How to Keep your RV Cool
Nothing beats camping on a warm summer weekend. You get to spend a lot of time outside, enjoy swimming and boating, and participate in other favorite warm weather activities. However, once you get back to your RV, there could be a problem. These travel trailers retain a lot of heat if you’re not careful, which can make your recreational vehicle a dreaded place to sleep in. Nothing about your camping experience should be uncomfortable, so you should use a few simple tips to keep your RV as cool as possible. We want everyone to enjoy their summer camping trips, so if you have any further questions, or if you want to check out our selection of Forest River Wildwood models, come visit us at Ryan’s RV Town. We’re in Everett, where we proudly serve the areas of Seattle and Tacoma, WA.
Blocking out Unnecessary Heat
Air conditioners are great, but whether or not you have one, you’ll never be comfortable unless you learn to block out the excess heat. There are four simple ways to do this, and all of them have a huge impact on the interior temperature.
Avoid the Sun when Parking
A good setup is the place to start. You’ll prevent a lot of heat exposure by parking correctly, so when you get to the campsite, try to find a spot that shades your RV from the afternoon sun. Also, orient the travel trailer properly. Whichever side has the most windows should face away from the sun so that the harshest rays don’t make it into your living area. If your door has an awning, this can also be used to provide some extra shade, whether that be from the morning or afternoon sun.
Reflective bubble insulations are great devices for beating the heat. You see them laid out behind car windshields all the time, and they can be used the same way for RV windows. Curtains might prevent sunlight from getting into travel trailers, but they heat up with the sunlight, which adds quite a bit of extra warmth to the interior. Laying bubble insulation inside your windows are a better alternative though, as these sheets actually reflect light back outside, without transferring any of the heat back inside.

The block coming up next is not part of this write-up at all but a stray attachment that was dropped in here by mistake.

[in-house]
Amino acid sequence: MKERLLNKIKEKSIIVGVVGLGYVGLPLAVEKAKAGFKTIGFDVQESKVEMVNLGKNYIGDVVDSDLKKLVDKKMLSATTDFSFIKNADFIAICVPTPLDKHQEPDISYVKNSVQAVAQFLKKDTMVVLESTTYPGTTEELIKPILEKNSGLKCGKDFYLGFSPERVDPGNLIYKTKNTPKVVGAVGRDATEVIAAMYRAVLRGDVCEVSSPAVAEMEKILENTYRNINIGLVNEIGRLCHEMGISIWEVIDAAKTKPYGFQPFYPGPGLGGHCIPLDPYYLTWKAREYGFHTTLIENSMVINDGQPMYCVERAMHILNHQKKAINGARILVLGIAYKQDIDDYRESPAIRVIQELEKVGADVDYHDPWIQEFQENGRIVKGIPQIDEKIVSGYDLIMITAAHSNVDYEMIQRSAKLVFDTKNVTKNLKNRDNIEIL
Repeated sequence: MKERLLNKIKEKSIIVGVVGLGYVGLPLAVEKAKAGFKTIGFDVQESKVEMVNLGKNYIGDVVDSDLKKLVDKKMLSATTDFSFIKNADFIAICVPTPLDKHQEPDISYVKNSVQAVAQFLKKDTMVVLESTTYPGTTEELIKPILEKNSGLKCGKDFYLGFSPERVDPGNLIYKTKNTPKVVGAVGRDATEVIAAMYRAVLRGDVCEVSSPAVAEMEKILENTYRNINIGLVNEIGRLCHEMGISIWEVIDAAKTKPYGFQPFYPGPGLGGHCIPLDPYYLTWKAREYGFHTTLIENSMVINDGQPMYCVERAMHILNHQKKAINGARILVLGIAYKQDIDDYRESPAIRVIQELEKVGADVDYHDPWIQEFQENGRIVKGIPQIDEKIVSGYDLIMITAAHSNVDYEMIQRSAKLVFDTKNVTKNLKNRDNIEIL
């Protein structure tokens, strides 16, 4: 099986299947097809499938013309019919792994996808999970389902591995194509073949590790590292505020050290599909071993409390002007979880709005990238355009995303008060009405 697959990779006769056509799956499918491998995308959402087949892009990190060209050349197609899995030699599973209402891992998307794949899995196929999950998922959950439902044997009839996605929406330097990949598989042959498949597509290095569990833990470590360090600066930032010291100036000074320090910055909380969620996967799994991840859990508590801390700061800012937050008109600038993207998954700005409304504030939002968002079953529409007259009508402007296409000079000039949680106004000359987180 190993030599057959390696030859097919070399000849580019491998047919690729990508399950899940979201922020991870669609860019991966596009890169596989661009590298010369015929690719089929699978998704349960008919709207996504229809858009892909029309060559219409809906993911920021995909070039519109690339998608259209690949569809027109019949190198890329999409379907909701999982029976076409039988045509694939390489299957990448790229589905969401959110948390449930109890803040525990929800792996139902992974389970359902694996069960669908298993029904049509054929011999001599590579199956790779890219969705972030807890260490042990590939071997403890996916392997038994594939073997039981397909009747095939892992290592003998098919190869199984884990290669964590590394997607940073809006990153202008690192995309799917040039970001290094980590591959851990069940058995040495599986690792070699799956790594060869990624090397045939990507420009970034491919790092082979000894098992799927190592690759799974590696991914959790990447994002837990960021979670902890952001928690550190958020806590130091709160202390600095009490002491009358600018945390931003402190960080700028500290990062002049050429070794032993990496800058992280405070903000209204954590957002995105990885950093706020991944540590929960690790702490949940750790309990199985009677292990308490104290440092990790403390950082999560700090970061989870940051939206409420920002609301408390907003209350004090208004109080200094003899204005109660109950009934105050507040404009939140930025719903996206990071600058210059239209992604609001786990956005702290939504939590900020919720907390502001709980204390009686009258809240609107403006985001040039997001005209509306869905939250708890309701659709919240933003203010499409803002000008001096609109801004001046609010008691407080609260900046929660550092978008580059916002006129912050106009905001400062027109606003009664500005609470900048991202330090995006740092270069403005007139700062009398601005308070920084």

Using LED Bulbs
The LED revolution has lit up in a big way, and it’s time to get on board if you really want to keep cool. These bulbs are initially a little more expensive than fluorescents or incandescent bulbs, but they last longer and use up a lot less energy. Oh, and of course, they’re just a fraction the size of other bulbs, meaning they generate very little heat while still providing better lighting.
Cooking over the Campfire
One of the most convenient parts of an RV is the appliances—namely, the appliances for cooking. However, you should avoid using these on hot days, as the oven, stove, and even microwave create a lot of extra heat in a travel trailer’s compact area. Cooking at night and early in the morning is usually fine, but when preparing food during the afternoon, try using the campfire. This might be a little toasty while you’re outside, but the heat doesn’t get caught in your RV during the process.
Push out Remaining Heat
Now that you’ve done everything in your power to block out the heat, it’s time to keep the cool air circulating with good ventilation. An A/C is ideal, of course, but you can also make your travel trailer really comfortable with just fans. Also, if you’re not relying on an A/C, leave the windows facing away from the sun open. This will allow hot air to filter out, and with the assistance of a fan or two, you’ll keep the cold air moving in.
With or without an A/C, you’ll have no problem keeping your RV comfortable on hot summer days. If you follow these basic tips, you’ll learn to block the heat from coming in and circulate all the good air with better ventilation. We hope this will make your next vacation a lot more appealing, but if you have any further questions, feel free to come talk to us at Ryan’s RV Town. We also sell a great selection of Forest River Wildwood travel trailers, so if you’re in the market for an RV, stop by our dealership near Bellingham and Vancouver, WA!